September 21, 2018

New video spotlights Maine Apprenticeship Program

Screenshot Courtesy Maine Department of Labor
Screenshot Courtesy Maine Department of Labor
Joan Dolan, director of apprenticeships and strategic partnerships at the Maine Department of Labor, appears in a new video that aims to raise awareness about the Maine Apprenticeship Program among employers.

Enlightening employers about the Maine Apprenticeship Program is the goal of a new video posted on Youtube and elsewhere.

Though the Maine Department of Labor program has been around since the early 1940s, it is still "one of the best-kept secrets we have in our state," Joan Dolan, the department's director of apprenticeships and strategic partnerships, told Mainebiz.

The video "is a way to raise people's awareness that this program exists" and that there's some potential for reimbursement of training costs, she said.

"In these times when unemployment is so low and the skills gap seems to not be closing, apprenticeship is a good solution for many businesses and pretty much any occupation," she added.

Just over three-and-a-half minutes long, the video opens with Dolan explaining that the program works with employers to help them fill their workforce needs. It includes testimonials from representatives of Bath Iron Works, Eastern Maine Healthcare Systems and Boyne Resorts, owner of the Sunday River and Sugarloaf ski areas, touting the programs' benefits and showing the variety of participating industries.

Currently, Dolan said there are 92 employer sponsors of apprenticeships.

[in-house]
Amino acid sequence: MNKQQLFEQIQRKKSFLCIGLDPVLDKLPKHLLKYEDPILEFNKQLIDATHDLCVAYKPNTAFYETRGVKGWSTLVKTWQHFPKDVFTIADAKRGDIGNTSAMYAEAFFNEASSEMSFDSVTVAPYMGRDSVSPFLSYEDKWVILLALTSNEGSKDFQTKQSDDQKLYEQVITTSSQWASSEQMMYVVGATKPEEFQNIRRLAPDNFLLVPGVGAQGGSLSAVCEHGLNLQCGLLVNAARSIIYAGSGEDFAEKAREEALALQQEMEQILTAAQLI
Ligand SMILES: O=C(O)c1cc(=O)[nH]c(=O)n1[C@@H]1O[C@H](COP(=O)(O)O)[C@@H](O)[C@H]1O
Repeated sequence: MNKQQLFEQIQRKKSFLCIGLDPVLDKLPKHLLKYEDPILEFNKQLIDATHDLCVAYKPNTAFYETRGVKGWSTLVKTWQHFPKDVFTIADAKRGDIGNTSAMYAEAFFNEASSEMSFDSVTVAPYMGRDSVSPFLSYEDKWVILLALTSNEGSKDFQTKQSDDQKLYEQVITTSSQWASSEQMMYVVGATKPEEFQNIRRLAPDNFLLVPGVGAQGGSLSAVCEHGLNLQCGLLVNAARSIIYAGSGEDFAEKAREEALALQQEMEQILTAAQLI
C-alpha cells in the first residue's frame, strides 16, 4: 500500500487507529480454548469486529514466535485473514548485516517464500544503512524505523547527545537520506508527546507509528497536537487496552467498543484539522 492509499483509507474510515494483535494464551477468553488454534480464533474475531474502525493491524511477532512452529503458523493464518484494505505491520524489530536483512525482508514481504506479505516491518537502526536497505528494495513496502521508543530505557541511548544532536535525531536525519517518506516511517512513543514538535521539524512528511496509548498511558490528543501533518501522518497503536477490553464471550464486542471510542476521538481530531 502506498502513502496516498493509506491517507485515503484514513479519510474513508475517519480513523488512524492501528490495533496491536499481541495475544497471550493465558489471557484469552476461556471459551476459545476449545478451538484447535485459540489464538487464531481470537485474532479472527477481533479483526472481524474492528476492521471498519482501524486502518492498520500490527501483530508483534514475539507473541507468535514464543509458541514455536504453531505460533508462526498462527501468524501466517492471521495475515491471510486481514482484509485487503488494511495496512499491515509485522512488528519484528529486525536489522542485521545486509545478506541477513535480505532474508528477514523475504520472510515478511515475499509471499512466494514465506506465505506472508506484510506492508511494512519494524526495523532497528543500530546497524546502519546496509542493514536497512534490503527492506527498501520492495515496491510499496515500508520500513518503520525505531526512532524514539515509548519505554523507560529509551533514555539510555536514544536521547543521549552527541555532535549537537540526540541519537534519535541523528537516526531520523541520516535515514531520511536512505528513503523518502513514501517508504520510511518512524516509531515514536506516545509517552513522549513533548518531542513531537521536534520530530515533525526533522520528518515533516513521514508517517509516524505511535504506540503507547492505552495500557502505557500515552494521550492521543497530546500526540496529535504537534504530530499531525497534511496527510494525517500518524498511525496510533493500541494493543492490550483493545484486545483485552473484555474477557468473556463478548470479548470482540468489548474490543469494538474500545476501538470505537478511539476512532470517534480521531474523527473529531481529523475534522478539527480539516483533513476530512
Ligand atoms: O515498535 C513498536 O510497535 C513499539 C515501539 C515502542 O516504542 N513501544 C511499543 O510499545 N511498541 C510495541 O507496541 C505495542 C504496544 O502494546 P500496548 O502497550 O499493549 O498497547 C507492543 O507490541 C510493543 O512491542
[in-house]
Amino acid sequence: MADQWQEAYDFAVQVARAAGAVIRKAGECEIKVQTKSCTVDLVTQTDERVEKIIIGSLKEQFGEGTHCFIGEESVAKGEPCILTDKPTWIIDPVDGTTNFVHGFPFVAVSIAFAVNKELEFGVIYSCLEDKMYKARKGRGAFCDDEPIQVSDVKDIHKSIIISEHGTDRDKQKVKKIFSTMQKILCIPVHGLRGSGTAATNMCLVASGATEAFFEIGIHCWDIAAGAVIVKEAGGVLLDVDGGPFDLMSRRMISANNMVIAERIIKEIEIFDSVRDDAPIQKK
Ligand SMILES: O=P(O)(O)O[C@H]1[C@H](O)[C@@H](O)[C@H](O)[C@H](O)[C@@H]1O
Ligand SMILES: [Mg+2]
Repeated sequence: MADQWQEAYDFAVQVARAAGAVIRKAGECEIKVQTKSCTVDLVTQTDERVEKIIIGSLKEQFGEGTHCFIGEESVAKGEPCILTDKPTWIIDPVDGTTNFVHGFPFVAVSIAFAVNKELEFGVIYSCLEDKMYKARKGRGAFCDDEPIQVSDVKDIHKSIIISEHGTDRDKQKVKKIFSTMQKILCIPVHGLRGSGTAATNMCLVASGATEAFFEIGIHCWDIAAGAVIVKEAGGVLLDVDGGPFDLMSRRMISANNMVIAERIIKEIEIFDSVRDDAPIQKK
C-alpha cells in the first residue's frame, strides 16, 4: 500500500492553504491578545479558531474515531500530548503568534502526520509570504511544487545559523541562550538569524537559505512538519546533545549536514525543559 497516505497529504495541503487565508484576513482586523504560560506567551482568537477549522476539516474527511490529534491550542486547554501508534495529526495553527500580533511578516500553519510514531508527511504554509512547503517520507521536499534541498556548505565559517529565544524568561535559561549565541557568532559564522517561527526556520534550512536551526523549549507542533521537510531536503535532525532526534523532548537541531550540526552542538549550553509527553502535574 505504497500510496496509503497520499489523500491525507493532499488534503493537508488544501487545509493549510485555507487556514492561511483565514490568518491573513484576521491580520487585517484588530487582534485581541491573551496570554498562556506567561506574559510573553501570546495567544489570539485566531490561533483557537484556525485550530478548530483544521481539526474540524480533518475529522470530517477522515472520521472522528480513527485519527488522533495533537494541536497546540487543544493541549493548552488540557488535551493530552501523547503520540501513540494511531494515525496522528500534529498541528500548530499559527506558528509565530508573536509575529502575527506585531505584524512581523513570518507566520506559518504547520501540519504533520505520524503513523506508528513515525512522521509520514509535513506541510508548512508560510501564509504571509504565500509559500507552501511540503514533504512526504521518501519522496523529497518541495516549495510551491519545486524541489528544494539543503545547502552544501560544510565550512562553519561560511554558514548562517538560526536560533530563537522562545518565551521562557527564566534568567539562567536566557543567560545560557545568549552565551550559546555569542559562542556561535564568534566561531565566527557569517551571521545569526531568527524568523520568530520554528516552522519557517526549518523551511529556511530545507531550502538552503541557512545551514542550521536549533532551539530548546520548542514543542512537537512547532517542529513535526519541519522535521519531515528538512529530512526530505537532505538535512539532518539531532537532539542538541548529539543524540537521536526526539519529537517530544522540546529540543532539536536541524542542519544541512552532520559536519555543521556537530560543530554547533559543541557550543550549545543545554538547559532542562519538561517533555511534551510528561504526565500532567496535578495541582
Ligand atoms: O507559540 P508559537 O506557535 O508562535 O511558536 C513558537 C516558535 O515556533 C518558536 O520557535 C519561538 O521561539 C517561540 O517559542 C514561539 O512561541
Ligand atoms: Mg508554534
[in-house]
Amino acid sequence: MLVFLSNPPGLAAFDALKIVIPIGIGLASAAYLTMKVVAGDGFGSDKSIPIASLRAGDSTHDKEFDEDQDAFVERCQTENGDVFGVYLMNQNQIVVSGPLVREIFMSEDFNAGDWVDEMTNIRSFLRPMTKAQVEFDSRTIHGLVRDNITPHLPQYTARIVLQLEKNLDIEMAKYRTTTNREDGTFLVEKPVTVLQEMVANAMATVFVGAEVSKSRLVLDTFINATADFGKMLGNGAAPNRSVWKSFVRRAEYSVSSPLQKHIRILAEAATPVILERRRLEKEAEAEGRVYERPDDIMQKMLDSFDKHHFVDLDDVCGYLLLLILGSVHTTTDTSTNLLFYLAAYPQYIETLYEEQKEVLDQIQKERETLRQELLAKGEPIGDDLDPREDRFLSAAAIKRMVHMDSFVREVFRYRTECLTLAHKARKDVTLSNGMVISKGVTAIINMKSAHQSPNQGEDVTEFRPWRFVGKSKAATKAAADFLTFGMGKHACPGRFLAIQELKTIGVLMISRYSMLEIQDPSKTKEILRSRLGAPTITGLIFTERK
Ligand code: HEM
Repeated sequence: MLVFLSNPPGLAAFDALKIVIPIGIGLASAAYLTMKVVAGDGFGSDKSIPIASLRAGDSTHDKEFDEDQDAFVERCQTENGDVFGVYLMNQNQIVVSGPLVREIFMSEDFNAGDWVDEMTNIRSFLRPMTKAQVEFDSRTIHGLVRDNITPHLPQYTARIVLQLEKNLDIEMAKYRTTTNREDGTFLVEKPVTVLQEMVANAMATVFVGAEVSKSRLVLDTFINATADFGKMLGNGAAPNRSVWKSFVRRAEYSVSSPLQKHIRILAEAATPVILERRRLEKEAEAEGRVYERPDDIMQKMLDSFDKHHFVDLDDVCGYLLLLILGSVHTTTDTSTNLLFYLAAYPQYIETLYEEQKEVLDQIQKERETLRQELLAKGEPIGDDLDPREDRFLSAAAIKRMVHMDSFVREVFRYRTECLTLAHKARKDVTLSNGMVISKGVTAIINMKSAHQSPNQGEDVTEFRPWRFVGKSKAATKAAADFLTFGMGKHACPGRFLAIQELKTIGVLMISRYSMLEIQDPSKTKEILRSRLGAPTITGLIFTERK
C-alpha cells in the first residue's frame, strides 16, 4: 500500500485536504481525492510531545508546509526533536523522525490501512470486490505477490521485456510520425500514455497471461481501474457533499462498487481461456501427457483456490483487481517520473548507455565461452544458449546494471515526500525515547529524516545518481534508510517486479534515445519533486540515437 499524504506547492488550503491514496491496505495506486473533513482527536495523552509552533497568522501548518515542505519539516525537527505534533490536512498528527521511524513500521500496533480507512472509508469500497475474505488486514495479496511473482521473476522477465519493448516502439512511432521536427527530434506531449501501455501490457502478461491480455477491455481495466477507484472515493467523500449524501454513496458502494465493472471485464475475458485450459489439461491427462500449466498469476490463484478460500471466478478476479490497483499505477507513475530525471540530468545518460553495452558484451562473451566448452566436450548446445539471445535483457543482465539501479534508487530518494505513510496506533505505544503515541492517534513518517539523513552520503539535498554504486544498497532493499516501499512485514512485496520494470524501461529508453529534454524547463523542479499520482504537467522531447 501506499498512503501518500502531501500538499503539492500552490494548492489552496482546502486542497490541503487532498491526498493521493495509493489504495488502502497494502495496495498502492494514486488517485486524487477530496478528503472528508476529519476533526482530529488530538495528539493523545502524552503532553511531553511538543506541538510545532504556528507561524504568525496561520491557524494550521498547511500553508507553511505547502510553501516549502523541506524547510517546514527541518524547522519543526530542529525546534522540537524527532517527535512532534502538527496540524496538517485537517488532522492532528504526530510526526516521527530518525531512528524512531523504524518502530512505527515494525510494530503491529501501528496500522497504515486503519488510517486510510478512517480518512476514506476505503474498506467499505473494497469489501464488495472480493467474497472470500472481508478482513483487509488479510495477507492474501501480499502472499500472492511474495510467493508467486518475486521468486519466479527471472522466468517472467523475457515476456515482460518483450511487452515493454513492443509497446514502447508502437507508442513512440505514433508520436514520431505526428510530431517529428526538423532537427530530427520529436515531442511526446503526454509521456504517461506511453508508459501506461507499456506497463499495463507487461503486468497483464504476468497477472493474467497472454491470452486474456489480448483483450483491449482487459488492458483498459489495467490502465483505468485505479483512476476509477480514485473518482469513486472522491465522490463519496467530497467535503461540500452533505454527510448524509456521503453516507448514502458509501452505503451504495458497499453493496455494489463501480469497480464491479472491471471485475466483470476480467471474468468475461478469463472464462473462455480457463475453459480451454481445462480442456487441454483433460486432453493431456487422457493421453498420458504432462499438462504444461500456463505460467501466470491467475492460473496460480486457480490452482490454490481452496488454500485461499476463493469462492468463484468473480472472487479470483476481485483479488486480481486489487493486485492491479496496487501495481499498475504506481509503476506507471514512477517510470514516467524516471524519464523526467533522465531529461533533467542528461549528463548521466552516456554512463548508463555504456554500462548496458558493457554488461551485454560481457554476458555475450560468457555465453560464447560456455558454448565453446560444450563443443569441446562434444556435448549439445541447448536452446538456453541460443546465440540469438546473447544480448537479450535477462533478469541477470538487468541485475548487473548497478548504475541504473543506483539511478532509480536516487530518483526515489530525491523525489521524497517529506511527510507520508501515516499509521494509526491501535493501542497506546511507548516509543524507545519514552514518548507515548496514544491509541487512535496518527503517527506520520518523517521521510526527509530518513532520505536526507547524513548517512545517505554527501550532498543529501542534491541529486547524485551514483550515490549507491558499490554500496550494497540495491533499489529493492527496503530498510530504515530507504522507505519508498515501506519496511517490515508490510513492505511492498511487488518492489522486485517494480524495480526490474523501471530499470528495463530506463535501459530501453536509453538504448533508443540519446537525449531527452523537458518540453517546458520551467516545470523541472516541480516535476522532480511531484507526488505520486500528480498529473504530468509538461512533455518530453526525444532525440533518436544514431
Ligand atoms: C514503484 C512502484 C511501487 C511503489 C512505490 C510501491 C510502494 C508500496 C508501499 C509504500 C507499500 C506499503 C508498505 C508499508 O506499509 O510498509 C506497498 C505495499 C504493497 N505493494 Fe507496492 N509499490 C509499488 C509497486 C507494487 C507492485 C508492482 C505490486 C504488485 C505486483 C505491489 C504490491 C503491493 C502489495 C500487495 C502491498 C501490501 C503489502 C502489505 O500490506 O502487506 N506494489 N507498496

While historically sponsors have been single businesses, she said that recently the MDOL has been registering groups like the Maine Energy Marketers Association, which joined last week.

According to the MDOL's online program guide, participating employers must provide a safe on-the-job learning environment, expose and allow the apprentice to learn and practice all of the skills prescribed in the standards, and provide incremental wage increases as the apprentice gains proficiency and completes course requirements.

Structured on-the-job learning is supplemented with technical and theoretical course work, which Dolan says can be done up front or dispersed throughout the apprenticeship period, which can run from one to five years.

"It's a really flexible program and can be designed to meet the employer's needs," Dolan underscored.

She also highlighted the diversity of occupations suited to apprenticeships from childcare specialists to cooks, nurses and funeral workers, noting that "it's all over the place."

As the agency continues to spread the word about the apprenticeship program, it's developing pre-apprenticeship programs for high schoolers so that "we can engage those kids before they graduate in meaningful careers," Dolan said.


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